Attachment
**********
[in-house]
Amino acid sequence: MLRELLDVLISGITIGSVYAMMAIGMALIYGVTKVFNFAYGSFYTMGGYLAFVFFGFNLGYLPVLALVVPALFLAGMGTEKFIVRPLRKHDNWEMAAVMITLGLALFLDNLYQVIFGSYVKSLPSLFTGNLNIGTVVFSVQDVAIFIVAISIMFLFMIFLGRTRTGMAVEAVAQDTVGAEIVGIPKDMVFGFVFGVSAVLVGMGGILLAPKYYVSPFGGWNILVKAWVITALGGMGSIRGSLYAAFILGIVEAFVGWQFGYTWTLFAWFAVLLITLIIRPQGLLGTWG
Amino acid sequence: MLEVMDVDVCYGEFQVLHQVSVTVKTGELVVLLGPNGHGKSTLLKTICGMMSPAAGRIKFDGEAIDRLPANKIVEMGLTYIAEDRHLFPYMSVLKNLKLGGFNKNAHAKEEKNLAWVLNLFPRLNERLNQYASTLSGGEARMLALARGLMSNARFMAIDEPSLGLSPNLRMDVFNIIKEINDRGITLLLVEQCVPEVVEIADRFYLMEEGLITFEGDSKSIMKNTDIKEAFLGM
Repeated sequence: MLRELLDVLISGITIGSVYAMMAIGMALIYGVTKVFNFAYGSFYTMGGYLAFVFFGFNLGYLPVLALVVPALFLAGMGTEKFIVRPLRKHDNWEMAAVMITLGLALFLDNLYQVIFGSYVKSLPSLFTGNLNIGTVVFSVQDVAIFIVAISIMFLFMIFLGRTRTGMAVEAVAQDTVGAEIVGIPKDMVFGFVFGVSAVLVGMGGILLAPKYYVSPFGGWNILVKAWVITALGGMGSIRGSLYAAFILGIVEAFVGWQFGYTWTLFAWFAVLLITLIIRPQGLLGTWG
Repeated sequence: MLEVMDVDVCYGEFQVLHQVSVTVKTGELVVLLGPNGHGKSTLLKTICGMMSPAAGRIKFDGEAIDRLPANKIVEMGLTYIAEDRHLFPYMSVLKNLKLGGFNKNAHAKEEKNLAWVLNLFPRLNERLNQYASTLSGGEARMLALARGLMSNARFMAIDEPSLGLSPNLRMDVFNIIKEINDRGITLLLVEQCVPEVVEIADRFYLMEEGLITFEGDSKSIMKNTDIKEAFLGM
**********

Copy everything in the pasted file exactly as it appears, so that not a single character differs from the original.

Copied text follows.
[in-house]
Amino acid sequence: MLRELLDVLISGITIGSVYAMMAIGMALIYGVTKVFNFAYGSFYTMGGYLAFVFFGFNLGYLPVLALVVPALFLAGMGTEKFIVRPLRKHDNWEMAAVMITLGLALFLDNLYQVIFGSYVKSLPSLFTGNLNIGTVVFSVQDVAIFIVAISIMFLFMIFLGRTRTGMAVEAVAQDTVGAEIVGIPKDMVFGFVFGVSAVLVGMGGILLAPKYYVSPFGGWNILVKAWVITALGGMGSIRGSLYAAFILGIVEAFVGWQFGYTWTLFAWFAVLLITLIIRPQGLLGTWG
Amino acid sequence: MLEVMDVDVCYGEFQVLHQVSVTVKTGELVVLLGPNGHGKSTLLKTICGMMSPAAGRIKFDGEAIDRLPANKIVEMGLTYIAEDRHLFPYMSVLKNLKLGGFNKNAHAKEEKNLAWVLNLFPRLNERLNQYASTLSGGEARMLALARGLMSNARFMAIDEPSLGLSPNLRMDVFNIIKEINDRGITLLLVEQCVPEVVEIADRFYLMEEGLITFEGDSKSIMKNTDIKEAFLGM
Repeated sequence: MLRELLDVLISGITIGSVYAMMAIGMALIYGVTKVFNFAYGSFYTMGGYLAFVFFGFNLGYLPVLALVVPALFLAGMGTEKFIVRPLRKHDNWEMAAVMITLGLALFLDNLYQVIFGSYVKSLPSLFTGNLNIGTVVFSVQDVAIFIVAISIMFLFMIFLGRTRTGMAVEAVAQDTVGAEIVGIPKDMVFGFVFGVSAVLVGMGGILLAPKYYVSPFGGWNILVKAWVITALGGMGSIRGSLYAAFILGIVEAFVGWQFGYTWTLFAWFAVLLITLIIRPQGLLGTWG
Repeated sequence: MLEVMDVDVCYGEFQVLHQVSVTVKTGELVVLLGPNGHGKSTLLKTICGMMSPAAGRIKFDGEAIDRLPANKIVEMGLTYIAEDRHLFPYMSVLKNLKLGGFNKNAHAKEEKNLAWVLNLFPRLNERLNQYASTLSGGEARMLALARGLMSNARFMAIDEPSLGLSPNLRMDVFNIIKEINDRGITLLLVEQCVPEVVEIADRFYLMEEGLITFEGDSKSIMKNTDIKEAFLGM